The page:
Although I usually just post photographs and little blurbs about my travels on this blog I now feel the need to use this blog as an outlet for my current societal frustrations. Facebook, Instagram and Twitter all feed me continuous outrages from this administration but just reacting to a post with a like, a sad or some such reaction feels woefully inadequate. Let’s look back over the past seven months of Donald Trump’s presidency. No, you say, let’s not. And that is where the frustration lies. It’s all just too painful to think about. Hiding and putting one’s head in the sand isn’t going to fix things. What to do, what to do?
Thomas Paine (1737-1809) says in The Crisis:
“Tyranny, like hell, is not easily conquered; yet we have this consolation with us, that the harder the conflict, the more glorious the triumph…There are cases which cannot be overdone by language, and this is one. There are persons, too, who see not the full extent of the evil which threatens them…”
For me one antidote to the daily Trump deflection news media cycle insanity and hourly reading of the New York Times online has been immersing myself in binge-reading history. I am finding that by reminding myself of what has happened in the past I am able to truly believe that “this too shall pass.” We have seen a lot of this hatred and bigotry before. We have experienced periods where big business and special interests did their best to see that the poor and needy did not receive much needed help. It’s all there in the history books. Why do we ignore what has happened in the past? Why haven’t we learned anything from what has happened in the past?
Currently I am deep in my Franklin D. Roosevelt, Eleanor Roosevelt and Winston Churchill obsessive period. I have read and highly recommend these books:
- No Ordinary Time: Franklin & Eleanor Roosevelt: The Home Front in World War II by Doris Kearns Goodwin
- FDR by Jean Edward Smith
- Churchill, Roosevelt & Company: Studies in Character and Statecraft by Lewis E. Lehrman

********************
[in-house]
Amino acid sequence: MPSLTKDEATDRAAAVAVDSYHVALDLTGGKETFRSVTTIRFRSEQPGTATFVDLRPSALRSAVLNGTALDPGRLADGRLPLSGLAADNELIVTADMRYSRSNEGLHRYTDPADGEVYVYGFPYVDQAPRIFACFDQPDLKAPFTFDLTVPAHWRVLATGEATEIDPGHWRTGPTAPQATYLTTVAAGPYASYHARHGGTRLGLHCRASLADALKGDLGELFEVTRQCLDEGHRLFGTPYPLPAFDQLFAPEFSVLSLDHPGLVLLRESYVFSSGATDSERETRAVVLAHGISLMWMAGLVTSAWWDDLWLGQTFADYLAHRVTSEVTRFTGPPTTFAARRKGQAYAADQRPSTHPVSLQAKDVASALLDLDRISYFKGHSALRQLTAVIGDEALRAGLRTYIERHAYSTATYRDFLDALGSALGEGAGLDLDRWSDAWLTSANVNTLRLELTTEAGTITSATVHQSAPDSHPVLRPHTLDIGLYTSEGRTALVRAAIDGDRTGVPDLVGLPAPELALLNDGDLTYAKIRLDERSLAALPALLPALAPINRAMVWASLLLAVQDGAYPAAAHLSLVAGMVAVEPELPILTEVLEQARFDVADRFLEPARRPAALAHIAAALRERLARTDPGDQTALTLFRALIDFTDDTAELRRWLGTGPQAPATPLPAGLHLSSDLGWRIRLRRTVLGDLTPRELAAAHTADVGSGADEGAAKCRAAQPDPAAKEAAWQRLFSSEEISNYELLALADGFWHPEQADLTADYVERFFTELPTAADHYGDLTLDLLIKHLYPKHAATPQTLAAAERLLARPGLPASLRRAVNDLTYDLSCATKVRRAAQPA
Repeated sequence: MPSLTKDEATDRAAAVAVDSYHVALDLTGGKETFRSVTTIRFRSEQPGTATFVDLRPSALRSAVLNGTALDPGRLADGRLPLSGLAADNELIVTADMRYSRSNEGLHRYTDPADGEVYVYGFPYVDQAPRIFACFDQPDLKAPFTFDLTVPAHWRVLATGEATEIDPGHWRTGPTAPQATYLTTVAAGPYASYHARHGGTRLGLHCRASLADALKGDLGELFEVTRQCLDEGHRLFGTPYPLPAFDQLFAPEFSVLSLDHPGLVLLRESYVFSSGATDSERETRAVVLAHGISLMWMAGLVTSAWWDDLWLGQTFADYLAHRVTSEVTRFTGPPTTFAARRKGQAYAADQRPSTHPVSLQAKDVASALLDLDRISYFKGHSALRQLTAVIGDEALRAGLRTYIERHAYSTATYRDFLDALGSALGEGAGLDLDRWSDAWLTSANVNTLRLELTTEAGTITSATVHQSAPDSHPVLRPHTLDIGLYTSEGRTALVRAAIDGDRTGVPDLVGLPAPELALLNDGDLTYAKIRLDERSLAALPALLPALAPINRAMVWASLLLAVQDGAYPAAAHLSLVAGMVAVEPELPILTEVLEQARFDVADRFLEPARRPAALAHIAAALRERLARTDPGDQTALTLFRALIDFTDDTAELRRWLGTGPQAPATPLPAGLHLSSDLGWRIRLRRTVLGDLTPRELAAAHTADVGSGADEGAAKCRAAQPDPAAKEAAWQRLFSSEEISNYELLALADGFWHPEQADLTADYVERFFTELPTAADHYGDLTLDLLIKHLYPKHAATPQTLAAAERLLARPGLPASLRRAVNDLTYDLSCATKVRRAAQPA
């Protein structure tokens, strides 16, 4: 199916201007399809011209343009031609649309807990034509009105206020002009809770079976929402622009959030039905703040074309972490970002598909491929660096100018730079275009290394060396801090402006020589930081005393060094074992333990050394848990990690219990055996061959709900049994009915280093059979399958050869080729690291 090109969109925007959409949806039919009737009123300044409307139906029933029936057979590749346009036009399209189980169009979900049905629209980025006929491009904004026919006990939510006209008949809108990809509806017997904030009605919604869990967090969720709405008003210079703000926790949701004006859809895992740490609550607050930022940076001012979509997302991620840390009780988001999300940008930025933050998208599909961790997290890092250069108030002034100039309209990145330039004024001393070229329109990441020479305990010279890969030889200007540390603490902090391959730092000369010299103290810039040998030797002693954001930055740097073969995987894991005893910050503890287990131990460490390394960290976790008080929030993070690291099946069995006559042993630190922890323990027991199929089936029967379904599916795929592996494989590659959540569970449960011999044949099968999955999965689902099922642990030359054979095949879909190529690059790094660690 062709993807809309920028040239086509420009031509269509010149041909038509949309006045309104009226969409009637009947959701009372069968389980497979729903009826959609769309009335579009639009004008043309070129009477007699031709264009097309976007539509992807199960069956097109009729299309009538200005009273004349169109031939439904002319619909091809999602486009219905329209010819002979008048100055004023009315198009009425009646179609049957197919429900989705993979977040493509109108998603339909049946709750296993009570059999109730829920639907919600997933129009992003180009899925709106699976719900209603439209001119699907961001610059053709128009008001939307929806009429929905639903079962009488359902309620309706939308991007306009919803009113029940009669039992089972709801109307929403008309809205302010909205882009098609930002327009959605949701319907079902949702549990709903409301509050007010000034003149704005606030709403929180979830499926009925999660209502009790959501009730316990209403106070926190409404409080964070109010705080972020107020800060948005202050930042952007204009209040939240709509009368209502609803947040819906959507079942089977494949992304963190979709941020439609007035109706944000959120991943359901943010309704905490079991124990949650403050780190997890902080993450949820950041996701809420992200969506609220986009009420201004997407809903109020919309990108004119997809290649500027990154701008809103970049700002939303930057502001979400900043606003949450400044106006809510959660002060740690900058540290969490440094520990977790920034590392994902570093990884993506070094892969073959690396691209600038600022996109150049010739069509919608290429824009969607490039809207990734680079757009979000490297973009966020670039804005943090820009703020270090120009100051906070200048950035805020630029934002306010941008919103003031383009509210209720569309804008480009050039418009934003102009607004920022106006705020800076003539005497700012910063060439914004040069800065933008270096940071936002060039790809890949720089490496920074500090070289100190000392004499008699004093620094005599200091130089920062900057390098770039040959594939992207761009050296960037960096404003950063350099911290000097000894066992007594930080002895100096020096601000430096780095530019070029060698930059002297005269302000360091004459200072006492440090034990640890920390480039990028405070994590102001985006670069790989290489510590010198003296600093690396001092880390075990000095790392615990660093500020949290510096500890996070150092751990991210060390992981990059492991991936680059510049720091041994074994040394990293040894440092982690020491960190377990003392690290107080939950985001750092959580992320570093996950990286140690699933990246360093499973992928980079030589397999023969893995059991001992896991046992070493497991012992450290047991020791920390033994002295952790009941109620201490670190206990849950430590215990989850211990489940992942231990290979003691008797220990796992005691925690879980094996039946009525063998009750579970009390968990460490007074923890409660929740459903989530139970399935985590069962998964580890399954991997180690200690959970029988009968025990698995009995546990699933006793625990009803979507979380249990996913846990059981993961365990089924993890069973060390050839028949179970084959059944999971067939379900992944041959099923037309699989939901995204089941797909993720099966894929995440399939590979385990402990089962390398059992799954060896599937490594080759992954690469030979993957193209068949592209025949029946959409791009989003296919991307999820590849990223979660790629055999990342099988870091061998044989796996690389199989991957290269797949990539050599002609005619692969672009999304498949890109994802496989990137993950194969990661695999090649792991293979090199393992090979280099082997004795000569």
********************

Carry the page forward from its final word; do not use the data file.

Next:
- Eleanor and Franklin by Joseph P. Lash
- Eleanor: The Years Alone by Joseph P. Lash
- Never Surrender: Winston Churchill and Britain’s Decision to Fight Nazi Germany in the Fateful Summer of 1940 by John Kelly
- Eleanor Roosevelt: Transformative First Lady by Maurine H. Beasley
- The Autobiography of Eleanor Roosevelt by Eleanor Roosevelt
- Franklin and Winston: An Intimate Portrait of an Epic Friendship by Jon Meacham
- Nothing to Fear: FDR’s Inner Circle and the Hundred Days That Created Modern America by Adam Cohen
These are just a few of the books I’ve read during my current “Roosevelt period.” By reading these books I have been able to see that there have always been many obstacles to peace and justice but that honorable people do not give up. During the 1930s and 1940s the United States was lucky to have had men and women dedicated to making the world a better place in spite of the hatred and bigotry of their times. Think of the optimism, hard work and diplomacy it took Eleanor Roosevelt in 1948 to ensure the passage of “The Universal Declaration of Human Rights” at the fledgling United Nations. You can hear Eleanor Roosevelt reading the Declaration here. It is very inspiring. I am sure that such men and women exist today in the United States. We must make sure that their voices are heard over all the rancor and stridency today.
Mahatma Gandhi’s words always give me hope:
“When I despair, I remember that all through history the way of truth and love have always won. There have been tyrants and murderers, and for a time, they can seem invincible, but in the end, they always fall. Think of it–always.”
― Mahatma Gandhi
Ok, now to get back to some photography: here’s a photo I took in Venice, Italy last October. Back then Obama was still the President of the United States. And while not a “perfect union” we were at least not an insane disunion.
Afternoon shadows along a canal with gondola, Venice, Italy, Venezia
I fear there will be more from me on this topic in the future…